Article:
The biggest ice shelf of Antarctica is more vulnerable than previously estimated. A new study shows that warm seawater is seeping into a cavity below the Ross Ice Shelf and a France-size ice chunk is melting way faster than any other ice shelf.
The melt in that area is at least ten times higher than the other parts of the ice shelf. While the Ross Ice Shelf is considered to be stable. However, the rapid melting location coincided with a “pinning point”, which holds the flowing ice back and results in stability to the shelf.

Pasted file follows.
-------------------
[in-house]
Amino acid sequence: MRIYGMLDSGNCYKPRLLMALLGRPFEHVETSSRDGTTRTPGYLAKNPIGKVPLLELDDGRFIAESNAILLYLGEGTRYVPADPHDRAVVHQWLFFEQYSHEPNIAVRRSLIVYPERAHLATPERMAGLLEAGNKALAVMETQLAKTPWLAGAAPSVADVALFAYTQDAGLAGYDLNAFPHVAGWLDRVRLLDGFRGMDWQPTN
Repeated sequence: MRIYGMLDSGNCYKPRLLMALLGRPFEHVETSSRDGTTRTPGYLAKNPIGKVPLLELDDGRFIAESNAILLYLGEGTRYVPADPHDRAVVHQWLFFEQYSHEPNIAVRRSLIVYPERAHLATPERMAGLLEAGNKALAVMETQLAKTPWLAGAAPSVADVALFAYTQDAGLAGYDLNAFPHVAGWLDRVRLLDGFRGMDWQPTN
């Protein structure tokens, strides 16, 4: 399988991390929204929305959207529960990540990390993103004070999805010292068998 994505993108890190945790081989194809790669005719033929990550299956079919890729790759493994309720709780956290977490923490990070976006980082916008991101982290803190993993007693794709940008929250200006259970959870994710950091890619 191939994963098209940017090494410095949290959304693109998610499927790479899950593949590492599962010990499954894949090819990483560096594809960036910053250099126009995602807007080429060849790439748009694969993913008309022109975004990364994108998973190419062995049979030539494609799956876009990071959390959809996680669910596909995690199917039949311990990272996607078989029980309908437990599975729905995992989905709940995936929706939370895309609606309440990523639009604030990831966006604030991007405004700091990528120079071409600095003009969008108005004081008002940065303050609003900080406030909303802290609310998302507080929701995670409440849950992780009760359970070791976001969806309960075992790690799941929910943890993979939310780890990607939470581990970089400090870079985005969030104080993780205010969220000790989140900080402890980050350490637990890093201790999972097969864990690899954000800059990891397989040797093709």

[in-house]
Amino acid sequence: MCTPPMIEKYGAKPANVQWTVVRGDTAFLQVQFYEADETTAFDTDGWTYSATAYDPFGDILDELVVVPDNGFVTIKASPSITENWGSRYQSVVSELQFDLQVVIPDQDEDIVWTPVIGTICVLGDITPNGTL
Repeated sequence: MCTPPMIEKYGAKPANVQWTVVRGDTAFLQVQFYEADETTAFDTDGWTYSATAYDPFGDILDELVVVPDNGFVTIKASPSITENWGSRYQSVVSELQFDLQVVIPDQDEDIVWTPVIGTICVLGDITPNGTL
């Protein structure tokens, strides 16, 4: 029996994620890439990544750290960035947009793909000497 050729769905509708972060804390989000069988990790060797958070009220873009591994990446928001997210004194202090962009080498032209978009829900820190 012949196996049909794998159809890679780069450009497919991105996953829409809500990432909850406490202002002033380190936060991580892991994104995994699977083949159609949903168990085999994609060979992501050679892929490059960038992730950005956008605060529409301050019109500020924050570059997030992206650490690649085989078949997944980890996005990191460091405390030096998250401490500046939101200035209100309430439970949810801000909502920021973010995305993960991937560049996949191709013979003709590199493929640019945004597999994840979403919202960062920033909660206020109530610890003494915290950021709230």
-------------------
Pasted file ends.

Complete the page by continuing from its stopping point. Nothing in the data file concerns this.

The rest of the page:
Ice shelves are Antarctic ice masses whose formation take place as glaciers flow toward the sea. As per previous research, warm water from the ocean has been causing the melting as well as disintegration of the ice shelves. Due to that, Glacier flow into the ocean increase which further adds to the gradual sea level rise.
As per a 2017 study by Cornell University, by 2100, rising sea levels could displace 2 billion people across the globe. Additionally, they also may inundate coastal communities and other low-lying areas. As per scientists, the sea level rise at present is at 3 mm per year.
The new research, published on April 29 has shown that another kind of melting, which is at the surface and not deep inside, may also make the ice shelves unstable.
Image Credit: independent.co.uk